To create and execute a go-to-market strategy successfully, companies must ensure that their organizations perform four critical functions—channel governance, channel marketing, channel management and channel sales.
The channel governance function is responsible for defining the overall go-to-market strategy and the policies and programs that support it (e.g., type of channels used, channel assignment, compensation models). The channel marketing function creates and implements all of the programs that support the go-to-market strategy (e.g., training, sales tools, marketing communication pieces, trade shows). Without proper ownership and coordination of these functions, companies default to ad hoc and inconsistent strategies, policies and programs.
Channel management involves managing, mentoring and coaching both direct and indirect sales resources. The skill set and competencies required to manage direct sales people is different from those required to manage indirect channel relationships. Consequently, these functions and the personnel responsible for them are often different.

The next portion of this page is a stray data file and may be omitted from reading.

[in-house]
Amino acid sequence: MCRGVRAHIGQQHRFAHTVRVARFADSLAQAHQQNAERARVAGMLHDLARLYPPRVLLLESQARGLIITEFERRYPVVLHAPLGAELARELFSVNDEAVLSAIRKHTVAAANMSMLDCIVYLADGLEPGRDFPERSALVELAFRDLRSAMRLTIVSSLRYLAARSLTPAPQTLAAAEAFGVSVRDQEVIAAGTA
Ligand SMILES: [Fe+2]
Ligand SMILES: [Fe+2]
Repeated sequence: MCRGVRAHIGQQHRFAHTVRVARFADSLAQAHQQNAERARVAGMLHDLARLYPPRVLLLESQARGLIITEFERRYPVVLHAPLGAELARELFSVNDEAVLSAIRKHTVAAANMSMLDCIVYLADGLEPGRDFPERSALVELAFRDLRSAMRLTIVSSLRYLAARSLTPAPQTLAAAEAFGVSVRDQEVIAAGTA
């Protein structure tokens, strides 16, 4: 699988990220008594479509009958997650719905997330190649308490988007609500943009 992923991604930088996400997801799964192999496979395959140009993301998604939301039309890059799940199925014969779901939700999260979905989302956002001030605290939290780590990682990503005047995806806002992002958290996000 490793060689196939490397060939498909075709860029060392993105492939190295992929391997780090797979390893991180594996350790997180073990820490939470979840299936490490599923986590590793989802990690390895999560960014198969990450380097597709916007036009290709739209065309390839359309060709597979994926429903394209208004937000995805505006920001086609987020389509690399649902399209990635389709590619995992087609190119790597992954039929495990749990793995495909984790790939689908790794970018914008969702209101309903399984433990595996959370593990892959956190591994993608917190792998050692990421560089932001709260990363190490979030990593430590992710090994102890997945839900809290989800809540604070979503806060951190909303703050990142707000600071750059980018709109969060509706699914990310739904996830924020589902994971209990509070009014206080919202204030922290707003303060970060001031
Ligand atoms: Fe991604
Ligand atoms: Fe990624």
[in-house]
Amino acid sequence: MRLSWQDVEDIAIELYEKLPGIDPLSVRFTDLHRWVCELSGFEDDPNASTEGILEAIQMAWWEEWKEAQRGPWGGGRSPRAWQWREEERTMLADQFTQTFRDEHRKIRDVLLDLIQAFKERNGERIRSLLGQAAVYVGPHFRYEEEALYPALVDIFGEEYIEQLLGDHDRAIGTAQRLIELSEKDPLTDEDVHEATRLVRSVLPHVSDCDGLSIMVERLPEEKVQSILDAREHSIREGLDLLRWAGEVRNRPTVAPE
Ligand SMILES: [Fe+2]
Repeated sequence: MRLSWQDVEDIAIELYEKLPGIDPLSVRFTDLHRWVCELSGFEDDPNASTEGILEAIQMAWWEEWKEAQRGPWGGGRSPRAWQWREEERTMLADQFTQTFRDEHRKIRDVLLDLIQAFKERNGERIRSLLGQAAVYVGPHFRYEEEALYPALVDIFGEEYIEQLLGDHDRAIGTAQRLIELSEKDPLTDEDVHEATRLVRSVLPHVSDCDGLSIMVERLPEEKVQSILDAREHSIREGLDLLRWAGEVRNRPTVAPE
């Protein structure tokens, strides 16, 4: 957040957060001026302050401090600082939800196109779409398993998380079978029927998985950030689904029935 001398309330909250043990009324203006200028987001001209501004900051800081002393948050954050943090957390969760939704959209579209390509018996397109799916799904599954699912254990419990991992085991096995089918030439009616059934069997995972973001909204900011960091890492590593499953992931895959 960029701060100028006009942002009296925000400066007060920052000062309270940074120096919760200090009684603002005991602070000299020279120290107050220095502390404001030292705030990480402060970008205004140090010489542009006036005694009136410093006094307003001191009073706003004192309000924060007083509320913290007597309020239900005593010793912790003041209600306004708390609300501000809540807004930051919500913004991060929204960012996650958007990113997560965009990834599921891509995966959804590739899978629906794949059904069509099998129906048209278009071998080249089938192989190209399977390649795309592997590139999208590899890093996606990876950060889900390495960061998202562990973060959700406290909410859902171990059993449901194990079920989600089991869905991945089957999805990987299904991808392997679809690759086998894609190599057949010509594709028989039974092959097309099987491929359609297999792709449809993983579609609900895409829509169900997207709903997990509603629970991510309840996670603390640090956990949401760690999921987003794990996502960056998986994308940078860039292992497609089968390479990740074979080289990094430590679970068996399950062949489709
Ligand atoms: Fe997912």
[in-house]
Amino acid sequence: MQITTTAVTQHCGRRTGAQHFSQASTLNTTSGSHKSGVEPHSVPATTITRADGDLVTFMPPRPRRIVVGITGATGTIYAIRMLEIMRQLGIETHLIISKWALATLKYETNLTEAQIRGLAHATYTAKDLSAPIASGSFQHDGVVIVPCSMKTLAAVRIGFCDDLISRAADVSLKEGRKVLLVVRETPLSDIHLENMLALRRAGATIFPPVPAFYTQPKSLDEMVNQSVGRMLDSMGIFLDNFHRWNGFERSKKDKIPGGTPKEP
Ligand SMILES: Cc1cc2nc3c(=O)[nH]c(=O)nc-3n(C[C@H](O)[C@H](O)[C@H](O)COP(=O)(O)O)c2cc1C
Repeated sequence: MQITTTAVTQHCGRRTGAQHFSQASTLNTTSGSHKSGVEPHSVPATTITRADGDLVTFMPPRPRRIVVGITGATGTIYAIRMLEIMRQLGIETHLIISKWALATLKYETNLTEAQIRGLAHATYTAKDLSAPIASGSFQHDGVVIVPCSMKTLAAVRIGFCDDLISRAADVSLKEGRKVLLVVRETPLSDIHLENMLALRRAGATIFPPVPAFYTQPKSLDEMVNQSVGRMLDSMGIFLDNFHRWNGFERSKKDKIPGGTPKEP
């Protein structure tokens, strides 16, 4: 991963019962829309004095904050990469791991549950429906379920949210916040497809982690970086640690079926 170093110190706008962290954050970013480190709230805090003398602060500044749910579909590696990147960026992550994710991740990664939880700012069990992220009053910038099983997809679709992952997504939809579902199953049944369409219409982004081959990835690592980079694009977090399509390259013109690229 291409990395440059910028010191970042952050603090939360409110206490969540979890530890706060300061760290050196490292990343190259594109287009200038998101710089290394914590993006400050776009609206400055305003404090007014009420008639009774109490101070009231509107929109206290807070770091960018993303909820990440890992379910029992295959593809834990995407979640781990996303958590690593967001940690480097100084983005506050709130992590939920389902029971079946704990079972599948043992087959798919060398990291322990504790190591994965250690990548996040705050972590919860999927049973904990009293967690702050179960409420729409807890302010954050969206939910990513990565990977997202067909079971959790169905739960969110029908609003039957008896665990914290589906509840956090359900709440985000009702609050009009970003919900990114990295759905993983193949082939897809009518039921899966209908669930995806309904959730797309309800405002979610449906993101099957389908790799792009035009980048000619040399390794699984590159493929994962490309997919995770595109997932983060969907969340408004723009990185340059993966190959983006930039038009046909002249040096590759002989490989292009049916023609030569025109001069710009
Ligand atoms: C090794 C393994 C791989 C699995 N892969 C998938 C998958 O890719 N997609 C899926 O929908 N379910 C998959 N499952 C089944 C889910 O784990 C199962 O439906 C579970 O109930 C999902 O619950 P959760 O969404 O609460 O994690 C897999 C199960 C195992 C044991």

Companies that sell through indirect sales channels must also help their channels' sales representatives sell their products. To be successful with many types of channel partners, suppliers must ensure that they create account plans, conduct joint sales calls with the channel's salespeople and support partner marketing and sales events.
4. The Organizational Structure Dilemma
Companies can organize their sales resources along a number of different dimensions or combinations of them—geography, product line, customer type, customer size, channel, application. To enable the sales people to execute the sales strategy, a company must select the dimension or combination of dimensions that best facilitate the required sales activities.